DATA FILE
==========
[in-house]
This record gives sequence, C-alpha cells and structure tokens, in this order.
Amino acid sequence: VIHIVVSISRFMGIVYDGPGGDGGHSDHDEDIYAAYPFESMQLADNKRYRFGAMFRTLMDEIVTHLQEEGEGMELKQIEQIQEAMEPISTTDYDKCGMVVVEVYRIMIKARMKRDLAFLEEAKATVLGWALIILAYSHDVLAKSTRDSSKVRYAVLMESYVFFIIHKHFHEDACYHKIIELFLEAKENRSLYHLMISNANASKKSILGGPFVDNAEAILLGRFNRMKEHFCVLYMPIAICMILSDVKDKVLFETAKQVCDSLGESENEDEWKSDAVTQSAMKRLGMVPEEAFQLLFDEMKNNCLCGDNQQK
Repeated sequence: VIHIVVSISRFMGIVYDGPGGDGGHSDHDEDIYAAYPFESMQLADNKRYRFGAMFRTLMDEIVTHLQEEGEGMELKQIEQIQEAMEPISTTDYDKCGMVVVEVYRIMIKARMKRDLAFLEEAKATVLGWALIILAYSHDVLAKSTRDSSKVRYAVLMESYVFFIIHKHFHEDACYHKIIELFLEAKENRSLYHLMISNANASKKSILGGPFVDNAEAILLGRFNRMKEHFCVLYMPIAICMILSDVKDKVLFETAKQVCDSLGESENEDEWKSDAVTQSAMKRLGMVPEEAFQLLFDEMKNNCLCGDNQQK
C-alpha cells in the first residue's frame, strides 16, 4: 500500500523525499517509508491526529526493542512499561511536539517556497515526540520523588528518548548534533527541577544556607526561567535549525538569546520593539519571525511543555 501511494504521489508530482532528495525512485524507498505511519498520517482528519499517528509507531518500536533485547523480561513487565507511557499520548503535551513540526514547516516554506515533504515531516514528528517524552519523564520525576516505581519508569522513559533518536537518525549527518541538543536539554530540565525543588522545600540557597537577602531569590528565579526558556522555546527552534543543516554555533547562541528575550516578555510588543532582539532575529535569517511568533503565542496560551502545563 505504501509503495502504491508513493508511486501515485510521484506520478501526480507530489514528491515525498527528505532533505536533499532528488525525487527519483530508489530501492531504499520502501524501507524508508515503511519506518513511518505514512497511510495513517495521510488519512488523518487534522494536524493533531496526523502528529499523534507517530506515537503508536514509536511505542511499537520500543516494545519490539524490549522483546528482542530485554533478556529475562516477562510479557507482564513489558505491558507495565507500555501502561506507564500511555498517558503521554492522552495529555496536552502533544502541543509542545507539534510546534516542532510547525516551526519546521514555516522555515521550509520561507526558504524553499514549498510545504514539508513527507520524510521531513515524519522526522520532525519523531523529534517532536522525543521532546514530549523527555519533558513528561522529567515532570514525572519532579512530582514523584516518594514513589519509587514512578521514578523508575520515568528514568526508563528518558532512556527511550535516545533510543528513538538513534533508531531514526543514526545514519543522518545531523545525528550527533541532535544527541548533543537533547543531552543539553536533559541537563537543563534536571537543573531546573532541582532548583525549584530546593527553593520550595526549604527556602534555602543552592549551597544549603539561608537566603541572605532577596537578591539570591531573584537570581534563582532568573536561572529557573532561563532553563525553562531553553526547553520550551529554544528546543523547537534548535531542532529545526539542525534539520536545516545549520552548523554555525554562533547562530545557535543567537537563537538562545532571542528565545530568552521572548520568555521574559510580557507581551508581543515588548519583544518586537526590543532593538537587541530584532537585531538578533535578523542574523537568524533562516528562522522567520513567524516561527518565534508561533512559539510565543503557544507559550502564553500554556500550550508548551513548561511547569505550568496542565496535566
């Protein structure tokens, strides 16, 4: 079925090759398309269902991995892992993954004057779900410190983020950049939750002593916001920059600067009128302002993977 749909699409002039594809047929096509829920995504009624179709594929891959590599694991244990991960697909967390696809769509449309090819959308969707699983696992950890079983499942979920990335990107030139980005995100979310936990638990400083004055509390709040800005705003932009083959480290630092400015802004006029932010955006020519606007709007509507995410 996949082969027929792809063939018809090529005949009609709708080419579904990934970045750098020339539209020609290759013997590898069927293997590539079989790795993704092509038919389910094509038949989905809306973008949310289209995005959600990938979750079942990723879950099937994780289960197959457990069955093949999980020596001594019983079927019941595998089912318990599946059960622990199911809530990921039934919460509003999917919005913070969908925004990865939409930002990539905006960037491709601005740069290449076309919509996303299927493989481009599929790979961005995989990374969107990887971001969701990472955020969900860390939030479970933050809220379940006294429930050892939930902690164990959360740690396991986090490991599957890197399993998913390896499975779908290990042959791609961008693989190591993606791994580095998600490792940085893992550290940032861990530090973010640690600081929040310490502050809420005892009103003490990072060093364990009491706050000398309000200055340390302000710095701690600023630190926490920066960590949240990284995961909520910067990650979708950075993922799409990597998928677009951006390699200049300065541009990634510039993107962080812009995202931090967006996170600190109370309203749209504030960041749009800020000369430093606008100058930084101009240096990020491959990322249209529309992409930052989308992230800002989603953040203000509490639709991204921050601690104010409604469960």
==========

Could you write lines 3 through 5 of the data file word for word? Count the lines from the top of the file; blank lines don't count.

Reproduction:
Amino acid sequence: VIHIVVSISRFMGIVYDGPGGDGGHSDHDEDIYAAYPFESMQLADNKRYRFGAMFRTLMDEIVTHLQEEGEGMELKQIEQIQEAMEPISTTDYDKCGMVVVEVYRIMIKARMKRDLAFLEEAKATVLGWALIILAYSHDVLAKSTRDSSKVRYAVLMESYVFFIIHKHFHEDACYHKIIELFLEAKENRSLYHLMISNANASKKSILGGPFVDNAEAILLGRFNRMKEHFCVLYMPIAICMILSDVKDKVLFETAKQVCDSLGESENEDEWKSDAVTQSAMKRLGMVPEEAFQLLFDEMKNNCLCGDNQQK
Repeated sequence: VIHIVVSISRFMGIVYDGPGGDGGHSDHDEDIYAAYPFESMQLADNKRYRFGAMFRTLMDEIVTHLQEEGEGMELKQIEQIQEAMEPISTTDYDKCGMVVVEVYRIMIKARMKRDLAFLEEAKATVLGWALIILAYSHDVLAKSTRDSSKVRYAVLMESYVFFIIHKHFHEDACYHKIIELFLEAKENRSLYHLMISNANASKKSILGGPFVDNAEAILLGRFNRMKEHFCVLYMPIAICMILSDVKDKVLFETAKQVCDSLGESENEDEWKSDAVTQSAMKRLGMVPEEAFQLLFDEMKNNCLCGDNQQK
C-alpha cells in the first residue's frame, strides 16, 4: 500500500523525499517509508491526529526493542512499561511536539517556497515526540520523588528518548548534533527541577544556607526561567535549525538569546520593539519571525511543555 501511494504521489508530482532528495525512485524507498505511519498520517482528519499517528509507531518500536533485547523480561513487565507511557499520548503535551513540526514547516516554506515533504515531516514528528517524552519523564520525576516505581519508569522513559533518536537518525549527518541538543536539554530540565525543588522545600540557597537577602531569590528565579526558556522555546527552534543543516554555533547562541528575550516578555510588543532582539532575529535569517511568533503565542496560551502545563 505504501509503495502504491508513493508511486501515485510521484506520478501526480507530489514528491515525498527528505532533505536533499532528488525525487527519483530508489530501492531504499520502501524501507524508508515503511519506518513511518505514512497511510495513517495521510488519512488523518487534522494536524493533531496526523502528529499523534507517530506515537503508536514509536511505542511499537520500543516494545519490539524490549522483546528482542530485554533478556529475562516477562510479557507482564513489558505491558507495565507500555501502561506507564500511555498517558503521554492522552495529555496536552502533544502541543509542545507539534510546534516542532510547525516551526519546521514555516522555515521550509520561507526558504524553499514549498510545504514539508513527507520524510521531513515524519522526522520532525519523531523529534517532536522525543521532546514530549523527555519533558513528561522529567515532570514525572519532579512530582514523584516518594514513589519509587514512578521514578523508575520515568528514568526508563528518558532512556527511550535516545533510543528513538538513534533508531531514526543514526545514519543522518545531523545525528550527533541532535544527541548533543537533547543531552543539553536533559541537563537543563534536571537543573531546573532541582532548583525549584530546593527553593520550595526549604527556602534555602543552592549551597544549603539561608537566603541572605532577596537578591539570591531573584537570581534563582532568573536561572529557573532561563532553563525553562531553553526547553520550551529554544528546543523547537534548535531542532529545526539542525534539520536545516545549520552548523554555525554562533547562530545557535543567537537563537538562545532571542528565545530568552521572548520568555521574559510580557507581551508581543515588548519583544518586537526590543532593538537587541530584532537585531538578533535578523542574523537568524533562516528562522522567520513567524516561527518565534508561533512559539510565543503557544507559550502564553500554556500550550508548551513548561511547569505550568496542565496535566